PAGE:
Elisabeth Helene von Vieregg
|Elisabeth Helene von Vieregg|
|Born||4 May 1679
|Died||27 June 1704
Cause of death
|Occupation||Lady in waiting, royal mistress|
|Known for||Bigamy with Frederick IV of Denmark|
|Spouse(s)||Frederick IV of Denmark (by bigamy)|
|Children||Frederik Gyldenløve (1704-1705)|
Elisabeth Helene von Vieregg (4 May 1679 – 27 June 1704), Countess of Antvorskov, was a Danish noble and lady-in-waiting of German origin. She was the royal mistress of King Frederick IV of Denmark and, later, his first morganatic wife by bigamy.
She was the daughter of Prussian minister Adam Otto von Vieregg from Mecklenburg, the Prussian ambassador in Copenhagen from 1698 to 1706. Elisabeth Helene was made lady-in-waiting to Princess Sophia Hedwig of Denmark, and entered into a relationship with Frederick, who became King the same year (1699).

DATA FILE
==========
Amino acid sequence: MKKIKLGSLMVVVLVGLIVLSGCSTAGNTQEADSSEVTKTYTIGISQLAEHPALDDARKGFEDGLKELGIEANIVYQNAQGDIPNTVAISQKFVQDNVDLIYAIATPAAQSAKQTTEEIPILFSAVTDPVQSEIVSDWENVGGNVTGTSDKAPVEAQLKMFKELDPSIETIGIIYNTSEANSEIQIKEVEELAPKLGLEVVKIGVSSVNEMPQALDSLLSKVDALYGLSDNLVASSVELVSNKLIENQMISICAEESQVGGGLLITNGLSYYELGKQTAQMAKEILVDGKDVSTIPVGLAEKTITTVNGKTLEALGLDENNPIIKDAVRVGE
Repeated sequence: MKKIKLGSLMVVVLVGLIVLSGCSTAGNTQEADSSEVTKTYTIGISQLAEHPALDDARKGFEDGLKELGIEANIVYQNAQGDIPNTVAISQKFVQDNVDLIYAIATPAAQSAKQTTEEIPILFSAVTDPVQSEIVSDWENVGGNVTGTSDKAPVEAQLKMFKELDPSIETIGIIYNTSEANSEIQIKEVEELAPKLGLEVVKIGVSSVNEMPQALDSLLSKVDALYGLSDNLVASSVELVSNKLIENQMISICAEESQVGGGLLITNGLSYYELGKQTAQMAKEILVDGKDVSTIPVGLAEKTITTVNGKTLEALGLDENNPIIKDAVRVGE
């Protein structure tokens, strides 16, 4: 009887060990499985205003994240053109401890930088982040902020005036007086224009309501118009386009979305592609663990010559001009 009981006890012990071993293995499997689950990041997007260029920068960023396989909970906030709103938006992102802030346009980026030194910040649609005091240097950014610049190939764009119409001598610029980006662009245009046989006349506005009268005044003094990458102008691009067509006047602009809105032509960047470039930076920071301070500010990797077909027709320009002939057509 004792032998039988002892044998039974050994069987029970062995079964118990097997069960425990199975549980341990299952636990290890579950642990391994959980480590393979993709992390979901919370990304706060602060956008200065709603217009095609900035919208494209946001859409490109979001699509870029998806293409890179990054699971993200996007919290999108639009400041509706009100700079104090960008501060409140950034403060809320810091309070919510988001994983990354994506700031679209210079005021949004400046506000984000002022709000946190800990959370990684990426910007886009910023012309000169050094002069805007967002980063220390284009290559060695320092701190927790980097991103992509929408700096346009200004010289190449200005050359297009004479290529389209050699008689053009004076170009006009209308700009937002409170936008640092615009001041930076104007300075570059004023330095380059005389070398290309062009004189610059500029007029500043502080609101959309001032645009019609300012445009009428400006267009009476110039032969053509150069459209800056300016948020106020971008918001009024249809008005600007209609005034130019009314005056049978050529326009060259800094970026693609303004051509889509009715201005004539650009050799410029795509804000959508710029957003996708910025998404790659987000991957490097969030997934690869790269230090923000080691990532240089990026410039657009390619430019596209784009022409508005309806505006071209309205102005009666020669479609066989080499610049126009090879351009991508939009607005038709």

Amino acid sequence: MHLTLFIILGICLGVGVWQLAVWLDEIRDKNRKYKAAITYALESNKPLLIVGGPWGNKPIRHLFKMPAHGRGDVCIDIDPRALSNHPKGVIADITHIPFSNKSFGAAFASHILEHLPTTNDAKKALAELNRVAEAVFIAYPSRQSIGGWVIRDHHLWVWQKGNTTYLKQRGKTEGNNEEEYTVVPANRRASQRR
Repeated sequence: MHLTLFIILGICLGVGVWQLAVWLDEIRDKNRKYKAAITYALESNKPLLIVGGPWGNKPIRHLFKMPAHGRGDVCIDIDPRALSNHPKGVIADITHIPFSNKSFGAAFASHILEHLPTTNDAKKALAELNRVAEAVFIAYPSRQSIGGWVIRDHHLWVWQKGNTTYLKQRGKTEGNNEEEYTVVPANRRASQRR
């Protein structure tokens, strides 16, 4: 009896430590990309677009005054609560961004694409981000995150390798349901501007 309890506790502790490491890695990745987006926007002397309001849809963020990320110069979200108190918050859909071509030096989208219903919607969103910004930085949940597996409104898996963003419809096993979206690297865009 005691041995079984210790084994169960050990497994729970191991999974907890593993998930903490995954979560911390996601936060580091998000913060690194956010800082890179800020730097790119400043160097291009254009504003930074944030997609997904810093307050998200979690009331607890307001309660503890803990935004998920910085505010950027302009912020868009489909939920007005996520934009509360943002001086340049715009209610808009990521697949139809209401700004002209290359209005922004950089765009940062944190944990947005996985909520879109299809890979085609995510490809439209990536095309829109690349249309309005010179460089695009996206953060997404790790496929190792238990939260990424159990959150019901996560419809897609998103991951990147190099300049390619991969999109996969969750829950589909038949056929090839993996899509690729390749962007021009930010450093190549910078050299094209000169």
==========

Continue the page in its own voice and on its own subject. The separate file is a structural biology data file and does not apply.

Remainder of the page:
The relationship was initially a secret, but was discovered in 1701 after a letter from her father, defending their relationship, was made public. On 6 September 1703 she was secretly married to Frederick IV, who thereby committed bigamy (his queen consort, Louise of Mecklenburg-Güstrow, was still alive), and was given the estate Antvorskov and the title Countess of Antvorskov. The church authorities had not forbidden the king to engage in polygamy, as there were doctrines based on biblical polygamy of Hebrew patriarchs.
She gave birth to a son, Frederik Gyldenløve (8 June 1704 – 9 March 1705), and died in childbirth. Frederick IV gave her an elaborate public funeral. After her death she was replaced as royal mistress by Charlotte Helene von Schindel, her lady-in-waiting.